Thursday, March 12, 2009

A Surprise

Ambassador Extraordinary and Plenipotentiary of Japan to the United States Ichiro Fujisaki speaks often in Washington. He like to emphasize what he expects in his diplomatic mission. His first expectation and rule, is that he wants "no surprises" between the US and Japan.

On Monday, March 9th, he was surprised; and not in the good way.

A seemingly irrelevant House of Representatives resolution sponsored by a New Jersey Republican (Chris Smith) calling on Brazil to honor its commitment to the Hague Convention on the Civil Aspects of International Child Abduction, suddenly became Japan's problem. The Democratic leadership of the House decided that this resolution (H. Res. 125) was the perfect vehicle to address a number of related child abduction issues. Wronged parents can be very tenacious constituents.

Thus, the Chairman of the House Foreign Relations Committee Howard Berman (D-CA) allowed the resolution to be amended to include language that pointed out other cases of unlawful child abduction. Some cases have been with countries that have signed the Hague Convention, but have demonstrated a pattern of noncompliance, such as Brazil, Bulgaria Chile, Ecuador, Germany, Greece, Mexico, Poland, and Venezuela. AND Countries that are NOT "partners with the United States under the Hague Convention" such as JAPAN, India, and Russia.

The Resolution also included two examples of countries that have caused American parents-left-behind incredible grief: Brazil being one case and JAPAN being the other. It was not lost on members of Congress that Japan was being grouped with less "developed" countries like India and Russia.

On March 11th, Mr. Berman agreed to "waive jurisdiction" (a common parliamentary procedure with noncontroversial legislation) on the Resolution and it jumped from the HFAC and landed on the floor of the House under the suspension of the rules (another common parliamentary procedure with noncontroversial legislation). This resolution was considered on the floor with the Tibet resolution condemning China for its oppression of the Tibetan people on the March 10th anniversary of the Tibetan uprising against China. House Speaker Pelosi had made this issue a priority. The resolution on child abduction also had a particular urgency because the President of Brazil Lula was to meet with President Obama that weekend.

In other words, there was deep bi-partisan support to speed both resolutions through Congress. The Democrats wanted the Tibet Resolution and the Republicans the Child Abduction one. Moreover, Rep Xavier Becerra (D-CA) who is head of the Hispanic Caucus and an increasingly powerful member of Congress, is Patrick Braden's representative. Mr. Braden is one of the most active fathers seeking the return of his abducted daughter. His legal case is also the strongest.

Yes, both China and Japan tried to lobby against the resolutions affecting their countries. Japan sent both Embassy officials and the law firm of Hogan & Hartson (former Amb to Japan Howard Baker's law firm) to the Hill. Japan complained that they were considering signing the Hague Convention. Japan hands know that although this is true, that "consideration" will take years, if not decades. Japan also complained that the laws of other countries do not apply to Japan. However, the U.S. does have an extradition treaty with Japan and many other shared legal vehicles. And it goes without saying that this argument undermines Japan's commitment to international law.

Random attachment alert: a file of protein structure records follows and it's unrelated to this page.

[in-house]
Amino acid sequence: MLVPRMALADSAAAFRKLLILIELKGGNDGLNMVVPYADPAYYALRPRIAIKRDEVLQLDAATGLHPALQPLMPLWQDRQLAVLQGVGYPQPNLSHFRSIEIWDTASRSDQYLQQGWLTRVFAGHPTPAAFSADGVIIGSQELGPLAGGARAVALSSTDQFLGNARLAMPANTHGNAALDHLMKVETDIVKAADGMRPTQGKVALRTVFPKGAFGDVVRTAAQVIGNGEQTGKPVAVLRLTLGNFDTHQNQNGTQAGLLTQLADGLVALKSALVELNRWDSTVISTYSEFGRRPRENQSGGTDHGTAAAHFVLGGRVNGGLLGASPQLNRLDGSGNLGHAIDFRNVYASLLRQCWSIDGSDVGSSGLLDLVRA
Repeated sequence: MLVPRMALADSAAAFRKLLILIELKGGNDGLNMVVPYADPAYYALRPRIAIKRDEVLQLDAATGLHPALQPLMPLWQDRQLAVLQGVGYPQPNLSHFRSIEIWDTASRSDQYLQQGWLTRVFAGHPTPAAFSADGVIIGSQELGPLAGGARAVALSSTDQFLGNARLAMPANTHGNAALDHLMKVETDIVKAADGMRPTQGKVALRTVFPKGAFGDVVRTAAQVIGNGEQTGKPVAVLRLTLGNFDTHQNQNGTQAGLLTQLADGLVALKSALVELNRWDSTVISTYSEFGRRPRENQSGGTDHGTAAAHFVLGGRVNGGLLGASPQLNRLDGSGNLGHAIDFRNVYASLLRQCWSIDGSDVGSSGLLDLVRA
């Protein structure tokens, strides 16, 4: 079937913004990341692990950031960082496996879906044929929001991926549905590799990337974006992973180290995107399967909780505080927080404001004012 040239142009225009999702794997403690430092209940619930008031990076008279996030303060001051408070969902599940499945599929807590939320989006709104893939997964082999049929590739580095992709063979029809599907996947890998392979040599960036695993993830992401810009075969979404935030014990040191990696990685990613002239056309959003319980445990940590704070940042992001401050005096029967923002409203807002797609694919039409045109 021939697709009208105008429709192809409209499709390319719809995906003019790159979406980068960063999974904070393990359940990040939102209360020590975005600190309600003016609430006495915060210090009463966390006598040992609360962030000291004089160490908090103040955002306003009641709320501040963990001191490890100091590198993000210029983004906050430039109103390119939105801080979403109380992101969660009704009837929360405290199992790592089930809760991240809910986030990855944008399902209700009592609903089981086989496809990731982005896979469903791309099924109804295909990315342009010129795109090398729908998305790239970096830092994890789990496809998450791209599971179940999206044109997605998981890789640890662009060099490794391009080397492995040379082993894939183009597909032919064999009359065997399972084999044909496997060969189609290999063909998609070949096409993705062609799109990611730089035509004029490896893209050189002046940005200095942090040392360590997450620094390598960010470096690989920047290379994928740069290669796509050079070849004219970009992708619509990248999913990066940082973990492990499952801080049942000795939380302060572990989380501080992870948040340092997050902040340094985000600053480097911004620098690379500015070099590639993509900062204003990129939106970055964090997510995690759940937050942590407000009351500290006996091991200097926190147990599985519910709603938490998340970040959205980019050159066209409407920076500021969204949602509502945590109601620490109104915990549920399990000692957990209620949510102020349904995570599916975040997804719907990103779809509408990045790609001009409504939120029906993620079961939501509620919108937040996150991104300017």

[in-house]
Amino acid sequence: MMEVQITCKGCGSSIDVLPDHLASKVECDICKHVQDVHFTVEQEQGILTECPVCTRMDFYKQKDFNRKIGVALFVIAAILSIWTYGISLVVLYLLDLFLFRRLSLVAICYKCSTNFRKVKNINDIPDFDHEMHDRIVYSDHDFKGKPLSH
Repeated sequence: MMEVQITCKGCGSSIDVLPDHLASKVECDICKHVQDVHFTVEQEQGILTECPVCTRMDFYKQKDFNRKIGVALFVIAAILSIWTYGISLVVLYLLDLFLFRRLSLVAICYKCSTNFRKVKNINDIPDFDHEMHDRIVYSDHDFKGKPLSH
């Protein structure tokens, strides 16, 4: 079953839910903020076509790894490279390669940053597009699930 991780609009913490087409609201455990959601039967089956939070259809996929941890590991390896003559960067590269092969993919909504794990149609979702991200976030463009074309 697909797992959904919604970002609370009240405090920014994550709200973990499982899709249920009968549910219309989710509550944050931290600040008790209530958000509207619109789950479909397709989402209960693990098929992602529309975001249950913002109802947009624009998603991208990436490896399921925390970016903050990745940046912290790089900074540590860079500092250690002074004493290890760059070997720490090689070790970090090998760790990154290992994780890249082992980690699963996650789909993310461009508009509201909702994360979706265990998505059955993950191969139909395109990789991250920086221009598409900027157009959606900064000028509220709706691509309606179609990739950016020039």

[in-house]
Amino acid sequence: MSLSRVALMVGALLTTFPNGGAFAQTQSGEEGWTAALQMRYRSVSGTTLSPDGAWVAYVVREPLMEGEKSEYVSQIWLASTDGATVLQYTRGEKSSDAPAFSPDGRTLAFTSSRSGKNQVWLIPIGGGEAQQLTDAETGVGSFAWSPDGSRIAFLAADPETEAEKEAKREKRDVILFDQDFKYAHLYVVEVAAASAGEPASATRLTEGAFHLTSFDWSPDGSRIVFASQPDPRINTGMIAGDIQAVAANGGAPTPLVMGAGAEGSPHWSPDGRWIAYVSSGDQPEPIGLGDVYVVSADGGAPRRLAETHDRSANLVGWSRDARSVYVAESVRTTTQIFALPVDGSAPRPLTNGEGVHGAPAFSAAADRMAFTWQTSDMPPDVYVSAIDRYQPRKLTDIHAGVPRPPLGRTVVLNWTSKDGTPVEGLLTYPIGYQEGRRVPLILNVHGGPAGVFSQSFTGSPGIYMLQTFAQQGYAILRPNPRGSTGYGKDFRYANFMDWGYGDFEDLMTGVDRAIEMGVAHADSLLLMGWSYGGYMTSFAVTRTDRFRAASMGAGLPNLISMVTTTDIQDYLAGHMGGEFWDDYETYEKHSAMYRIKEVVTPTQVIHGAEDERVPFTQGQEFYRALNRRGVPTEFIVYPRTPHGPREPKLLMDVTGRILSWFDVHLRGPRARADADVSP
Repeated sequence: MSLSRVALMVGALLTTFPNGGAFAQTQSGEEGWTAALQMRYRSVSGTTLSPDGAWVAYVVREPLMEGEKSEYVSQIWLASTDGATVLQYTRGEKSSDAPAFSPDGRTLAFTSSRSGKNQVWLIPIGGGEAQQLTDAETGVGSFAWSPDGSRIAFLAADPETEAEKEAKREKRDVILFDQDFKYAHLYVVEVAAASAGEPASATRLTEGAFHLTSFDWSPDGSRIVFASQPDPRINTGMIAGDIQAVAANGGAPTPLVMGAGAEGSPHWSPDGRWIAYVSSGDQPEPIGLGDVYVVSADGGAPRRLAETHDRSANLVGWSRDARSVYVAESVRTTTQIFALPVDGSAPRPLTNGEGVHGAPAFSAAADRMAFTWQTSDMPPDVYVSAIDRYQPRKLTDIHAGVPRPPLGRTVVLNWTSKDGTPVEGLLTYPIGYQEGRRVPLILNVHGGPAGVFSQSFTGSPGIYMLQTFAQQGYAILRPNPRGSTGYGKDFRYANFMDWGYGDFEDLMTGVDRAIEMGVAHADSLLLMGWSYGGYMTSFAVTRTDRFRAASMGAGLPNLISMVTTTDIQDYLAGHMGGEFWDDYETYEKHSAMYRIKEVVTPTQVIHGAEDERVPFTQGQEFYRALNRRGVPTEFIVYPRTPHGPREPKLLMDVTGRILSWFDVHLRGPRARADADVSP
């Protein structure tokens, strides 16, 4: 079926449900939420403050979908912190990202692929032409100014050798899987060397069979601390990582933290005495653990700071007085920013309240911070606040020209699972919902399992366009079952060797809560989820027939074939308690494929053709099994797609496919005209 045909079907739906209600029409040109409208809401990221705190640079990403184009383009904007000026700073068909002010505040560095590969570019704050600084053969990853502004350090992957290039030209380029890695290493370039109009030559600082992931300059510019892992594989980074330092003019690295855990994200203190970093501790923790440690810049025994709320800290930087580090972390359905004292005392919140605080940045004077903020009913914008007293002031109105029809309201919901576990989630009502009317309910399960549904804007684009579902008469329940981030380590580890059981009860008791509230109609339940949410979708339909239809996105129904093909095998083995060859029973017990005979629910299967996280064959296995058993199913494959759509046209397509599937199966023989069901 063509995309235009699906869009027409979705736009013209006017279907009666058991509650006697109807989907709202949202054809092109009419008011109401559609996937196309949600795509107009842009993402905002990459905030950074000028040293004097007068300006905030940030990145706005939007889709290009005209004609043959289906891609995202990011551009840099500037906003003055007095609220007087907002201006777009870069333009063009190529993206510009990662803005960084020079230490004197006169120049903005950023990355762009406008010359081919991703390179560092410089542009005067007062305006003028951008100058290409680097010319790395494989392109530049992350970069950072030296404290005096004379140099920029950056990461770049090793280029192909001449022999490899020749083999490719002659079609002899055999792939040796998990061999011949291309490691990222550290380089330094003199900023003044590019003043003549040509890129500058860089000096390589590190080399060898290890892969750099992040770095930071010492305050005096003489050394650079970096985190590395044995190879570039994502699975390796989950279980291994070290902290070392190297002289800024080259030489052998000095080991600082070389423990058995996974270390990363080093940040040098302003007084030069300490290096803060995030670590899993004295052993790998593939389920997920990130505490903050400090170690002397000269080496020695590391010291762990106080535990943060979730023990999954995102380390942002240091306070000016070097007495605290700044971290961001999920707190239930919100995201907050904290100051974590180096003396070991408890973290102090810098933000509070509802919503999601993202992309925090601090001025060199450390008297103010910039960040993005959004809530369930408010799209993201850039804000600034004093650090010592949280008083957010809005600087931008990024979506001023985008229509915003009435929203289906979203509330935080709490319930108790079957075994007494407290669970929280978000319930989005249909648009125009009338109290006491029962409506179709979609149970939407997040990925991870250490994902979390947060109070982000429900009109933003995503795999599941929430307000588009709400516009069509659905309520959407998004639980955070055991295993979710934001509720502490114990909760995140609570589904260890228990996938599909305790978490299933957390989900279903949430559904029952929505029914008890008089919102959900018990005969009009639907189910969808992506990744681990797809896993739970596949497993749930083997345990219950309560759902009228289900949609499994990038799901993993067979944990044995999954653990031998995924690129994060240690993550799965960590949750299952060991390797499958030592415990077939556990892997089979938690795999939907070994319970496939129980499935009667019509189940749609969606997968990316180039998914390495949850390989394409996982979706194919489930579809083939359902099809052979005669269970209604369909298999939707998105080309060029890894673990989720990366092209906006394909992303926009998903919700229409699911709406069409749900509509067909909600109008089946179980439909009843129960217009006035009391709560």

Brazil, the real target of H. Res 125, never raised an objection, never made even a phone call to the Hill. They let the issue pass.

On the floor of the House, several congressman gave prepared statements supporting the Resolution and citing various examples of child abduction. Significantly, House Foreign Affairs Chairman Berman introduced the resolution and led the discussion (debate). Rep. Becerra discussed in detail the situation of Melissa Braden who was abducted to Japan, among of the top three countries where children are abducted. 

It appears Rep. Smith called for a roll call vote (it is possible this was the result of last minute Japanese Embassy lobbying or simply good domestic politics). I am not sure that was wise for Japan if they encouraged it, but it was good for Mr. Smith. (you can find the discussion in the Congressional Record pp H3300-3305.]

Under suspension of the rules, debate is limited and the vote is a voice vote with the result implying unanimous consent. With a roll call vote, everyone has to go on the record as to how he or she voted. Interestingly, 418 of the 435 members of the House were on the floor at the time. So the result was 418 voting for the resolution, making it unanimous--and embarrassing for Japan.

This is not the first time Japan has been surprised by the US Congress by issues of values and law to which Tokyo is not a "partner" with the US. And it will not be the last.

More on Melissa Braden.

[Updated on March 17, 2009]


  1. I believe the United States would love to be a partner of Japan under the Hague Convention as expressed in this statement following the Melissa Braden story as found in the House records you linked to: "I urge all of my colleagues to support this resolution to get action on behalf of all of our American families with countries that are some of our greatest partners and allies." However, Japan is not a party to the Hague Convention. When so many children have been "abducted" to Japan (and Russia and India) and Japan is not a party to the Convention, I'm at a loss at how they could dodge this one. I suppose they could have spoken in euphemisms: "Whereas 101 children have been 'involuntarily transported' to the Land of the Rising Sun"